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89 active trials for Suicidal Ideation

Ask Suicide-Screening Questions (ASQ) for Youth With Autism Spectrum and Neurodevelopmental Disorders

Background: Suicide is the second leading cause of death for young people ages 10-24 years. There is no gold standard for evaluating suicidal thoughts and behaviors in young people with autism spectrum disorder (ASD) or other neurodevelopmental disorders (NDD). Also, youth with ASD/NDD are often excluded from many research studies. Because of this, researchers need more data. They want to make sure they are asking the best questions for young people in clinics such as the National Institute of Mental Health (NIMH) clinic. They want to make sure they have the best data to determine if a person is at risk for hurting or killing himself or herself. Objective: To develop and assess the efficacy of a suicide screening tool for people with ASD/NDD. Eligibility: Youth ages 8 to 17 who are engaged in assessment or treatment at the NIMH for ASD or other NDD Design: Participants will fill out 4 questionnaires during a 1-hour meeting with study staff. They will answer questions about how they have been feeling. They will be asked if they think about or plan to hurt or kill themselves. They will also be asked if they have ever thought about it or planned it in the past. Other questions will assess their understanding of death. Participants can take a break if needed. Parents of the participants will be asked similar questions. Parents will be informed if their child has current thoughts of suicide. About 1 week after the initial assessment, parents will be contacted to fill out a follow-up questionnaire. It will take about 10 minutes to complete.

Start: June 2021
A Single Ketamine Infusion Combined With Music for Suicidal Ideation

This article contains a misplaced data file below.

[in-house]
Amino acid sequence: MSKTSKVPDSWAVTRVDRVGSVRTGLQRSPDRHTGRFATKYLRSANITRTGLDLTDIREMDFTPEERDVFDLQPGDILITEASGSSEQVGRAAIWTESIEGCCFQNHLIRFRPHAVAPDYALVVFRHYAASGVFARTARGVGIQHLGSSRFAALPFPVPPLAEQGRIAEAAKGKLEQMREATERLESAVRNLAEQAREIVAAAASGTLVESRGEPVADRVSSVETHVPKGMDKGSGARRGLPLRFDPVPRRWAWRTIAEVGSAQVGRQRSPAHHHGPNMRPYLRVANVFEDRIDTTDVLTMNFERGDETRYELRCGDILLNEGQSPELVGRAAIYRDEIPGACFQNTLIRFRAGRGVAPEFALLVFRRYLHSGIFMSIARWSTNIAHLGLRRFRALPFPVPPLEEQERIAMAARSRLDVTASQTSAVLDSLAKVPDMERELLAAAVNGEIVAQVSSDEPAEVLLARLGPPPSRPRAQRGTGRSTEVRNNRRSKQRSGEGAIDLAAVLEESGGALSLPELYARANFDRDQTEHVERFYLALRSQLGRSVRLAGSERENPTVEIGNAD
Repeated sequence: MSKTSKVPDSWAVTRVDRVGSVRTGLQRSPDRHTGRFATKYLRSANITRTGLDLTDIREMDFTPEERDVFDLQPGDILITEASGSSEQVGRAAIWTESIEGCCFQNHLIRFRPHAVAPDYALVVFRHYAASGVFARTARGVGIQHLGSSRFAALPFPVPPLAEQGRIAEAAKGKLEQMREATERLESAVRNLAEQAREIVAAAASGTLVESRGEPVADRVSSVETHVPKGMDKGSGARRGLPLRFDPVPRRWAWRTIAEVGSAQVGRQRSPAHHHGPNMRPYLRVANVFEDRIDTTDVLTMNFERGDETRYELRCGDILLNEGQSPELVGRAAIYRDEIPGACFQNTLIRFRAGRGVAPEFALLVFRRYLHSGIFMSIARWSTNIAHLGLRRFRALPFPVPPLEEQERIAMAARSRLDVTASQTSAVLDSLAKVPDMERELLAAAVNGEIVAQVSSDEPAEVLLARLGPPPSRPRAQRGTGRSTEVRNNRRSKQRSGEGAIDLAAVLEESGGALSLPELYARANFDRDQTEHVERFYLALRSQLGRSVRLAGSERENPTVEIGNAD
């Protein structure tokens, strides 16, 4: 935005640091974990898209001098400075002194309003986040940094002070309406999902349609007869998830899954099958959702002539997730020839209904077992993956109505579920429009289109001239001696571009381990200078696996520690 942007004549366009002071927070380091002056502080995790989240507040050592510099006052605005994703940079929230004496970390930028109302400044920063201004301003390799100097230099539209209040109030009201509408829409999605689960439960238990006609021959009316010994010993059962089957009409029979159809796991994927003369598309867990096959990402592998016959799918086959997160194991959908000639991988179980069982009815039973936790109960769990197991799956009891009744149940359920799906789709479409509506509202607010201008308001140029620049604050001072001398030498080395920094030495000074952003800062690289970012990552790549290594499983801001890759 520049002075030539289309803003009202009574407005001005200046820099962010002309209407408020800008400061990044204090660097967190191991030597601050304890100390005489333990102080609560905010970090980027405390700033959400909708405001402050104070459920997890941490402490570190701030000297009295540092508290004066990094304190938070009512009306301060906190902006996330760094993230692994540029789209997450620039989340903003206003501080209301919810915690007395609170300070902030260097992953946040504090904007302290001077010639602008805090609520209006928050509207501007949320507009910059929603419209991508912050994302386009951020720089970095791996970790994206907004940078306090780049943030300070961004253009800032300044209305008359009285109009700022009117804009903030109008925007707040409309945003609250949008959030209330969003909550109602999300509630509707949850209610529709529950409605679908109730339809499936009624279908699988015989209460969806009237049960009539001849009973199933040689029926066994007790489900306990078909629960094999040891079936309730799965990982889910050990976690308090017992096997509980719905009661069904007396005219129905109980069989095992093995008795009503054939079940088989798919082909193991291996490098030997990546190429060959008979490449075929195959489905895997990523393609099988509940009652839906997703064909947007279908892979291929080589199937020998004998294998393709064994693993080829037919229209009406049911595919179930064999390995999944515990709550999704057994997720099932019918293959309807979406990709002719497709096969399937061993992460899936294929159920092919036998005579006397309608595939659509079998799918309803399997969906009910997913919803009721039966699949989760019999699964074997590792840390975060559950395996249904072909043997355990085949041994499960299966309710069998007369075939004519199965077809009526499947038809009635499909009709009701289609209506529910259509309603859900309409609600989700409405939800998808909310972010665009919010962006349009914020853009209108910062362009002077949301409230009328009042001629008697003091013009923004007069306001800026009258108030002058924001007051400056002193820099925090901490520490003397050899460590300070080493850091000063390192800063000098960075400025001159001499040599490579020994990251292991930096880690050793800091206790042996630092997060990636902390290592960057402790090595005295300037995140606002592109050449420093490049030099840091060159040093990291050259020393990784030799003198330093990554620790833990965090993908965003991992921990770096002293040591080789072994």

Suicidal ideation (SI) associated with major and bipolar depression is commonly seen in a wide range of clinical practice situations including the emergency room (ER). Current treatment regimens are often unsatisfactory. About a third of patients fail to respond to currently available therapy, and there are no currently FDA indicated rapid acting treatments for SI. Suboptimal outcomes have triggered the search for new, well-tolerated and more effective forms of treatment. Small clinical trials suggest that low dose (0.5mg/kg) ketamine is safe and effective for SI. We believe adding music during ketamine infusion may reduce anxiety and lead to more reduced SI based on available evidence. We are testing the hypothesis that a single infusion of ketamine combined with music enhances tolerability and improves outcomes in the treatment of SI when combined with treatment as usual in a factorial study design. One treatment with Ketamine + music will be compared to compared to one-time treatment with ketamine alone, music alone, or treatment as usual. 50 individuals with a depressive episode and suicidal ideation will receive intravenous (IV) ketamine 0.5mg/kg infused over 40 minutes once with 60 minutes of music, 50 individuals will receive IV ketamine without music, 50 subjects will receive 60 minutes of music once, and 50 patients will receive treatment as usual without ketamine or music. We anticipate that the ketamine + music group will have statistically significant indices of improvement in the primary outcome, suicidal ideation scores on the Scale for Suicidal Ideation (SSI) 4 weeks after the ketamine infusion. Secondary outcomes will include depression scores on the MontgomeryÅsberg Depression Rating Scale (MADRS) scale, adverse effects, and SSI scores at the end of 4 weeks. If, as we anticipate, the results indicate success of ketamine + music for SI, the work will identify new opportunities to more effectively manage patients with depression and suicidal ideation presenting to the ER.